In March, when Paris Brown, aged 17, was appointed as Britain's first youth commissioner, it seemed to me a real boost for the idea of youth participation.
Here was a teenager being asked to influence police and crime policy in Kent on behalf of young people, whose voices are rarely heard in public policy-making. Barely three weeks later, Paris was forced to resign after the discovery that she had written some offensive tweets a couple of years earlier. Her boss, Ann Barnes, Kent's police and crime commissioner, initially stood by her but then surrendered in the face of a red-top media campaign.
I really felt for Paris. When I was her age, studying for A levels in a Lincolnshire village, the only newspaper I ever read was the Daily Express. I recall going door to door collecting signatures in support of Duncan Sandys MP's campaign to bring back hanging for murder. I think there's a strong chance that, like Paris, I would have been an offensive tweeter. Five years ago, I frequently had to challenge my daughter's use of the word 'gay' to mean 'stupid'. She is now a liberal young woman with a keen commitment to equalities issues.
It's a pity Paris didn't get more support from her employer. Keji Okeowo, who runs the Young Facilitators programme for the National Council for Voluntary Youth Services, took a different view of Paris's offences: "I'd have called her in, challenged her language, discussed what her real views were and advised her how to make more sensitive use of social media. She deserved a second chance."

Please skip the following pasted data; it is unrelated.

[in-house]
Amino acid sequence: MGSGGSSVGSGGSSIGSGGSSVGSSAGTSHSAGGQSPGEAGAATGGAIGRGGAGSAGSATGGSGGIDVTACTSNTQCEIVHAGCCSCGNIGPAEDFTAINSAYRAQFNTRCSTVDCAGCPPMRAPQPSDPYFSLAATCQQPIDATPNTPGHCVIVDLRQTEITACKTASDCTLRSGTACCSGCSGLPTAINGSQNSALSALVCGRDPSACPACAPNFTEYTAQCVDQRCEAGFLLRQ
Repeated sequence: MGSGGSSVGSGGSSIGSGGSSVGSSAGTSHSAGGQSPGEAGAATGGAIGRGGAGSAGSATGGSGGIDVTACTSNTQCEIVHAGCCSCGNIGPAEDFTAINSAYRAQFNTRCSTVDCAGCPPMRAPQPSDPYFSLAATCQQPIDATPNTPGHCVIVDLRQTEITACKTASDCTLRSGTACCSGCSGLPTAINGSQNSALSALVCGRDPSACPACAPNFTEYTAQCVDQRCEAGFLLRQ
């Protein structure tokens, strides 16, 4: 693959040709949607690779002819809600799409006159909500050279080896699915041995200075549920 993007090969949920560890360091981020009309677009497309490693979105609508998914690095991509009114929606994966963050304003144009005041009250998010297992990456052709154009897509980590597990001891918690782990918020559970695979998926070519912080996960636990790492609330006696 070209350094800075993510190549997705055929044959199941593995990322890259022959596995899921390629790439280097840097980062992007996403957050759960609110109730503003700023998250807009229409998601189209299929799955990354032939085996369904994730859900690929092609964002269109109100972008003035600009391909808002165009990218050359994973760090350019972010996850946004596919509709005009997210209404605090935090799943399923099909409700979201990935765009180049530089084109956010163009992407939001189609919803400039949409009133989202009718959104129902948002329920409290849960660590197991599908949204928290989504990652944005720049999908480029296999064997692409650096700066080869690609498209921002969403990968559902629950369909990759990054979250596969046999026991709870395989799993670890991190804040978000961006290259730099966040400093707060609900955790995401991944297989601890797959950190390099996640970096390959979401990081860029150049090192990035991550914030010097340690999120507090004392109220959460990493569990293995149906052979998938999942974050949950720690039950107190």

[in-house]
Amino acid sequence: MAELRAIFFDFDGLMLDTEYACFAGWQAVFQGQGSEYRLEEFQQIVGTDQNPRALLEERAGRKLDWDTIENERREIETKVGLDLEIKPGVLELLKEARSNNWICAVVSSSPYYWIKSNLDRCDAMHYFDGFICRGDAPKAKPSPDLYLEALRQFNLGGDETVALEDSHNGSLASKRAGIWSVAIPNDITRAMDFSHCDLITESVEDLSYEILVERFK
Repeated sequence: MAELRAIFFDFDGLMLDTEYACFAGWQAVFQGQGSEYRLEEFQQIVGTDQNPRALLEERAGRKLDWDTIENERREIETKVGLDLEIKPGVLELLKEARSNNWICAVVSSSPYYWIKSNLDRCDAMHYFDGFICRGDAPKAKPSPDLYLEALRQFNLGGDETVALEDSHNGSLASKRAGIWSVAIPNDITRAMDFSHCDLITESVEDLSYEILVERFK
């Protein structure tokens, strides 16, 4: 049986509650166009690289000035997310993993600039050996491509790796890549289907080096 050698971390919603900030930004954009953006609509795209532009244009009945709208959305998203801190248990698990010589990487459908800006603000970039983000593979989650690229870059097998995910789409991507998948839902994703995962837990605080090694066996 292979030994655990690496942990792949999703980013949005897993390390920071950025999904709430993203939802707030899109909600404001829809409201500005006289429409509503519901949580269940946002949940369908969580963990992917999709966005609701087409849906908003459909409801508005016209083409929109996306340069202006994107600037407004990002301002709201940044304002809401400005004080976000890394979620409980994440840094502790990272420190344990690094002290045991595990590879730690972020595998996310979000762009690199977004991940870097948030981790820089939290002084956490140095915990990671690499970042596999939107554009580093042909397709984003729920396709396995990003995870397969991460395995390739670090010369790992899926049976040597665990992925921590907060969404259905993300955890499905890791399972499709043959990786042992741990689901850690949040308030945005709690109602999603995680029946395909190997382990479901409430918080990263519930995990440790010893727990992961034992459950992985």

Away from the media spotlight, Sian Ponting runs Rural Youth Voice in south Leicestershire. She is impressed by the group of teenagers who are working with seven parish councils to decide how to use a community benefit fund derived from a wind farm development. "These young people are debating how best to use the new fund for the benefit of the whole community," she says. "Youth participation is not just about meeting the needs of young people." Lee Drake, aged 15, an active member of the group, reinforces Sian's point: "The £44,000 each year is to help any local groups for people of any age. I've been listened to and I feel positive about being involved."
A model of excellence is provided by Leap Confronting Conflict, a charity that deals with conflict between youths. Thomas Lawson, its chief executive, says: "Youth participation is embedded in every aspect of our work at Leap. By listening to young people, we are able to improve our work."
Examples of good practice will continue to be rare, and young people who come forward will be given the Paris Brown treatment until we regard them as full citizens and prepare them for participation in civic life. We need to improve political and citizenship education in schools and make it compulsory for students in years 10 and 11. And we should lower the voting age to 16 for all UK elections.
Kevin Curley is a voluntary sector adviser